Giant Conductivity Switching of LaAlO3/SrTiO3 Heterointerfaces Governed by Surface Protonation

  • By Aude Marjolin
  • 22 February 2016

Of surfaces and interfaces: conductivity in LAO/STO

In their latest article, Jeremy Levy and his group put forward compelling experimental evidence of the role of surface chemistry on conductivity in complex oxides heterostructures.

A typical complex oxides heterostructure consists of lanthanum aluminate (LaAlO3, LAO) grown on strontium titanate (SrTiO3, STO). When 4 unit cells (u.c.) of LAO are grown on STO, a two-dimensional electron gas (2DEG)--a conductive layer--is formed at the interface between the two oxides, which are both insulating materials. The small distance between the interface and the surface of LAO raises the question of the influence of surface chemistry on the properties of the 2DEG, specifically on its conductivity.

In this study, PQI Professor Jeremy Levy and his group measure the change in the interfacial sheet resistance R of the heterostructure after immersing and drying a 4 u.c. sample of LAO/STO and after illumination with UV light.

Their results (Fig. 1) show that R increases upon immersion in water (as well as in other Lewis basic solvents) and decreases upon illumination, as the sample switches from a conductive state to an insulating state and back to a conductive state in a process called “conductive switching”.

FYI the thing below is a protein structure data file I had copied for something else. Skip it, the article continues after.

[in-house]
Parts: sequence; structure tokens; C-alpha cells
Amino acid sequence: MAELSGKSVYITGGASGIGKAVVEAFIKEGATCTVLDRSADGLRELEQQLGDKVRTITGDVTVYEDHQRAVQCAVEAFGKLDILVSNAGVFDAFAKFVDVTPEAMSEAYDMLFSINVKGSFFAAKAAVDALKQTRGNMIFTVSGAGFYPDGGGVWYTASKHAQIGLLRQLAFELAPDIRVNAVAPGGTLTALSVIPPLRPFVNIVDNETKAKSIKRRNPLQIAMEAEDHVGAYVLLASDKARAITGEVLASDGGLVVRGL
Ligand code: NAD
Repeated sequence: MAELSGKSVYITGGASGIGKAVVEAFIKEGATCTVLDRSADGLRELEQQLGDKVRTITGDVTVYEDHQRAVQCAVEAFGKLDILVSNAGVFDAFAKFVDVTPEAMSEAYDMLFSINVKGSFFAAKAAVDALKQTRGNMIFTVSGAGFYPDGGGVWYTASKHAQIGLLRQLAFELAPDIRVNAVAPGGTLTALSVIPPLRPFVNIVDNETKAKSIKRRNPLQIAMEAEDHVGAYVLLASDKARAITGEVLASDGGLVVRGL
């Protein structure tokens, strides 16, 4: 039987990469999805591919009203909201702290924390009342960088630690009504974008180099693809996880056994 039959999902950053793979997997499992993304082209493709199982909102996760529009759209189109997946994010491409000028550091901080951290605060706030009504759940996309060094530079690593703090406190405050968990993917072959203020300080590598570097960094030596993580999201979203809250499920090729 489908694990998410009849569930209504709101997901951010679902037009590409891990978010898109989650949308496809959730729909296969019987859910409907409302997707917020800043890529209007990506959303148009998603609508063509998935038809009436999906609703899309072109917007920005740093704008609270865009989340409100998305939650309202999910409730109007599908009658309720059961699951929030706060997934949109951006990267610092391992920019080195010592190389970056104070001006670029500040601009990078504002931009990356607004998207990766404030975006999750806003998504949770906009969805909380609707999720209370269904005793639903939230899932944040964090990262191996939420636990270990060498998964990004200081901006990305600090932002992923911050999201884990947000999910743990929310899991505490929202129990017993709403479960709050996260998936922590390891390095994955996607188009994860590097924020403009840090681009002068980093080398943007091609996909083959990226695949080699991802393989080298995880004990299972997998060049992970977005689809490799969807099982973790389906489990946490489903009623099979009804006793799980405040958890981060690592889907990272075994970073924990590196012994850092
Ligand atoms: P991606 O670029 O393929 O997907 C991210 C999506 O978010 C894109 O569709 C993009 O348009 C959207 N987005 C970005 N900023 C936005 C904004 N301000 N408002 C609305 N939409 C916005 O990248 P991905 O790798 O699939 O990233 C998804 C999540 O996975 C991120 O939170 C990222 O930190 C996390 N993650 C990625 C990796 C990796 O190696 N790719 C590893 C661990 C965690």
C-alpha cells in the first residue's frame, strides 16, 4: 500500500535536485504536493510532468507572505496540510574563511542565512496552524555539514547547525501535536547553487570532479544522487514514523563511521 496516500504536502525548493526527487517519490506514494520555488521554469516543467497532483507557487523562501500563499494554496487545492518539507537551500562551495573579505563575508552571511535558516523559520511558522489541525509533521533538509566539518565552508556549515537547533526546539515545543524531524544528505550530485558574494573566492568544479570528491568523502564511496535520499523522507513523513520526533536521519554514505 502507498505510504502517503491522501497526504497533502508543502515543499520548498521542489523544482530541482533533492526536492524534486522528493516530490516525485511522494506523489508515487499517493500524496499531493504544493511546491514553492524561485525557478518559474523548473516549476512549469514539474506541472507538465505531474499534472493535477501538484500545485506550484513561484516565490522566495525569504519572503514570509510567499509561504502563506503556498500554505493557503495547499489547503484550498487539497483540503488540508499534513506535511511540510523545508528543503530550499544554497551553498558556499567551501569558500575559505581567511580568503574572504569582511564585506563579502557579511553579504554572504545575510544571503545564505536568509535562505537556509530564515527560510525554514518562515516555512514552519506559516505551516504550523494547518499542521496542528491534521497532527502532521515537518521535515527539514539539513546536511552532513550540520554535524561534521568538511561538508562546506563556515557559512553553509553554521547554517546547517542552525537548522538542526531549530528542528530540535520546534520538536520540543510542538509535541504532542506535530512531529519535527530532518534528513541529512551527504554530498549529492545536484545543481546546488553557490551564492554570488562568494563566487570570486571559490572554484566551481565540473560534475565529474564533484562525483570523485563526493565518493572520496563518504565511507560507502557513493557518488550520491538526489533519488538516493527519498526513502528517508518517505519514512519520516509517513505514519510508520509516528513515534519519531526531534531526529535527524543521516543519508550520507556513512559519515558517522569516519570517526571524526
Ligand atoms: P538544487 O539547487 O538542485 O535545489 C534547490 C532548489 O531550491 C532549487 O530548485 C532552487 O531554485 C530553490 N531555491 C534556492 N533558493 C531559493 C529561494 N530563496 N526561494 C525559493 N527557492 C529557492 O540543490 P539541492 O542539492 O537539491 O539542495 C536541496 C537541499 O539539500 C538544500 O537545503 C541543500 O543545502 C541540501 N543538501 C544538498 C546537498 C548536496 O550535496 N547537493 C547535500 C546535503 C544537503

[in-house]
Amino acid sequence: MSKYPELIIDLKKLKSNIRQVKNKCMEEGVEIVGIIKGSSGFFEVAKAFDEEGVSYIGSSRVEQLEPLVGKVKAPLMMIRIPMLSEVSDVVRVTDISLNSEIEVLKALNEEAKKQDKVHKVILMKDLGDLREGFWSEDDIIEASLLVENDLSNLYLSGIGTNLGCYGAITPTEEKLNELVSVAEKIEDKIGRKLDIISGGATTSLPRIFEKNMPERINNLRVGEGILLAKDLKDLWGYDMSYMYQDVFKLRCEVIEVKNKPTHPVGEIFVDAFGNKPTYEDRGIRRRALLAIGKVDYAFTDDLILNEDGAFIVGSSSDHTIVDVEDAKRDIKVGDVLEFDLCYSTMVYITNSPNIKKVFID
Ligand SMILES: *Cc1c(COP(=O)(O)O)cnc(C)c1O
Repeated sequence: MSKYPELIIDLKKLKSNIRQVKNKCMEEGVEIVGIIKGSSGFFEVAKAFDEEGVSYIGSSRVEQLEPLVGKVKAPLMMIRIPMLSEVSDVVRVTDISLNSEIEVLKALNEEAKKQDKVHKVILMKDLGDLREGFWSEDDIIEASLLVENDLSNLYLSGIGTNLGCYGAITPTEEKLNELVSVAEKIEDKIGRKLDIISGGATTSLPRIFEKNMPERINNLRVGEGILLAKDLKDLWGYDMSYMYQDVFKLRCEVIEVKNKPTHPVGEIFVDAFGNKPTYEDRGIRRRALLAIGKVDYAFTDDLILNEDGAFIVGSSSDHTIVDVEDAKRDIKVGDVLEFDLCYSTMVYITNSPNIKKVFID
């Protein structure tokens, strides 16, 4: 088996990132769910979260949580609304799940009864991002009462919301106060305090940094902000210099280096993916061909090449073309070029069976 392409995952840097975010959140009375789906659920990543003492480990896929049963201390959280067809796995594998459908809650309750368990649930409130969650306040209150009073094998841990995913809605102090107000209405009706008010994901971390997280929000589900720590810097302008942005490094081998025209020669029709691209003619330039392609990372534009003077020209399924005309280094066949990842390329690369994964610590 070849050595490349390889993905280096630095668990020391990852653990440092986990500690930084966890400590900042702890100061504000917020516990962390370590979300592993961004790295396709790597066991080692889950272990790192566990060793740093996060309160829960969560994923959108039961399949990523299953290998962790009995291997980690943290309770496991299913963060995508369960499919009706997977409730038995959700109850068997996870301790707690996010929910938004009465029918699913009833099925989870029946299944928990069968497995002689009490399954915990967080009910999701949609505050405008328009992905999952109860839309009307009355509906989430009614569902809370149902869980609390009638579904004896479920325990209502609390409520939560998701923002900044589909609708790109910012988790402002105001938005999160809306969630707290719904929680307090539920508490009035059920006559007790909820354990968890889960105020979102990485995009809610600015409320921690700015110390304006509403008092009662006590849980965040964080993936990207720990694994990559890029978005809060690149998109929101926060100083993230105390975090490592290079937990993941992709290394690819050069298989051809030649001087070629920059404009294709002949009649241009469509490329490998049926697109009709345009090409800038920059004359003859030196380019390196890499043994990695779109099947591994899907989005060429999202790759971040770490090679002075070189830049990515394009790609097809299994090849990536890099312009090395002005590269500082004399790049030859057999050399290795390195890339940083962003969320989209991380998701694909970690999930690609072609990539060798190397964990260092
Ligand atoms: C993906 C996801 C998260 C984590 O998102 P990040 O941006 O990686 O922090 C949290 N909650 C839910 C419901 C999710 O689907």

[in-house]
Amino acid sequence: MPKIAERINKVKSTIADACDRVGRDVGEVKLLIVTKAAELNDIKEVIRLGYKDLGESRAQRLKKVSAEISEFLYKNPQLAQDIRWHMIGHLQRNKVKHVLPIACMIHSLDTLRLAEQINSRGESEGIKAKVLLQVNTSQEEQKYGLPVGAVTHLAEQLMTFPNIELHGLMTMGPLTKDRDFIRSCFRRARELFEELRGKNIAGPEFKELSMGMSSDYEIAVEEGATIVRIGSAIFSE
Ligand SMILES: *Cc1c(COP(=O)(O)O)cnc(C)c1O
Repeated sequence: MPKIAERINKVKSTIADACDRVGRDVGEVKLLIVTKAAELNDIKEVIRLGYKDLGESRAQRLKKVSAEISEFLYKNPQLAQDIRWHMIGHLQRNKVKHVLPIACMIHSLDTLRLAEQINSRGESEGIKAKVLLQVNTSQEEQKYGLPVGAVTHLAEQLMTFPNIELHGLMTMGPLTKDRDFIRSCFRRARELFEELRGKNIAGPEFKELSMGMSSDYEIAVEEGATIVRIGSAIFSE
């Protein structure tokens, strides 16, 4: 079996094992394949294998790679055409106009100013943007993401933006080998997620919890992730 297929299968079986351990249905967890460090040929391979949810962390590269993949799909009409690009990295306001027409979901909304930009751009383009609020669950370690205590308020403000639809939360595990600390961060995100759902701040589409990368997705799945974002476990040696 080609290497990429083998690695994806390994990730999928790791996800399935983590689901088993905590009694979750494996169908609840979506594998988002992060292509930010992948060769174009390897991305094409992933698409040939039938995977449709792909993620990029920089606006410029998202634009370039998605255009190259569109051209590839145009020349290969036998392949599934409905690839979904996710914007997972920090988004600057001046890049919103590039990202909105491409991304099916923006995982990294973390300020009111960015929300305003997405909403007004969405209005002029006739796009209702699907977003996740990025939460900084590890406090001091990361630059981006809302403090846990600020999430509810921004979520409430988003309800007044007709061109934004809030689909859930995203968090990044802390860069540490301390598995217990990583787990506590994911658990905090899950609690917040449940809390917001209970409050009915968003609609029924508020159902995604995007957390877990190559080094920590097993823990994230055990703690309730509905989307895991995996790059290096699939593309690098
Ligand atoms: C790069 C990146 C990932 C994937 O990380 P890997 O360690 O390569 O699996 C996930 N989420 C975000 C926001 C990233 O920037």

The measurements then show that shining light of wavelength λ<450 nm restores the conductivity; the renewed flow of electrons arises from the optical transitions of oxygen vacancies in STO at 400 <λ<460 nm. The presence of ambient humidity accelerated the upward drift in R, suggesting that water is playing a role in the light-driven process.

The team therefore postulated a surface protonation-based mechanism for the role of solvent immersion and exposure to light in LAO/STO interfaces, where the conductive switching is due to the surface deprotonation of LAO with release of an e- into the environment, followed by the excitation of the STO Oxygen vacancies with splitting of the electron-hole pair. The hole can accept an electron from an adsorbed water molecule, thus creating another proton to complete the cycle (Fig. 4).

This work, published in Nature Communications on February 10, 2016 illustrates how the conductivity of the 2DEG layer in LAO/STO can be modulated using solvent immersion and illumination.